Saturday, 19 July 2008

China's takeover of Africa

Interesting take on China's role in Africa. The sheer number of people moving from China to Africa is interesting.

The author does not mince their words and China gets a grilling. This long article is worth reading in full.

How China's taking over Africa, and why the West should be VERY worried [This is London]


With little fanfare, a staggering 750,000 Chinese have settled in Africa over the past decade. More are on the way.

The strategy has been carefully devised by officials in Beijing, where one expert has estimated that China will eventually need to send 300 million people to Africa to solve the problems of over-population and pollution.

The plans appear on track. Across Africa, the red flag of China is flying. Lucrative deals are being struck to buy its commodities - oil, platinum, gold and minerals. New embassies and air routes are opening up. The continent's new Chinese elite can be seen everywhere, shopping at their own expensive boutiques, driving Mercedes and BMW limousines, sending their children to exclusive private schools.

The pot-holed roads are cluttered with Chinese buses, taking people to markets filled with cheap Chinese goods. More than a thousand miles of new Chinese railroads are crisscrossing the continent, carrying billions of tons of illegally-logged timber, diamonds and gold.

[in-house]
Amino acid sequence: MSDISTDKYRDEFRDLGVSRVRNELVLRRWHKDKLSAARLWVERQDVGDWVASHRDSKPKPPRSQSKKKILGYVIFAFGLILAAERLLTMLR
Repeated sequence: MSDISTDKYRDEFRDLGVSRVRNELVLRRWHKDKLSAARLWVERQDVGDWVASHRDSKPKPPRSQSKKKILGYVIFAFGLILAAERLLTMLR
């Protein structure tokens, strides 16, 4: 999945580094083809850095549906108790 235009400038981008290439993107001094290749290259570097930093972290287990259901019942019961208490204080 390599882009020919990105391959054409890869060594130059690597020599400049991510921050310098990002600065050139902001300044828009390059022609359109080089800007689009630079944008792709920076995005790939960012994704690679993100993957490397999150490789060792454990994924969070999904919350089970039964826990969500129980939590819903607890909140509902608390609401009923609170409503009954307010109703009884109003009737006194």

The trains are linked to ports dotted around the coast, waiting to carry the goods back to Beijing after unloading cargoes of cheap toys made in China.

Confucius Institutes (state-funded Chinese 'cultural centres') have sprung up throughout Africa, as far afield as the tiny land-locked countries of Burundi and Rwanda, teaching baffled local people how to do business in Mandarin and Cantonese.

Massive dams are being built, flooding nature reserves. The land is scarred with giant Chinese mines, with 'slave' labourers paid less than £1 a day to extract ore and minerals.

Pristine forests are being destroyed, with China taking up to 70 per cent of all timber from Africa.


John Richardson said...

Just as we Brits did in the 19th century when the queues of boats along the Thames - bringing raw materials from The Empire - could be several miles long.

Return trips involved finished goods made in the UK. from textiles to steel.

The difference this time around is that China is bigger in population, of course, and will therefore have a much greater impact on the politics of Africa and its environmemt. Modern technologies also inflict much more damage than the days of The Empire.

bathmate said...

I liked it.

angel said...

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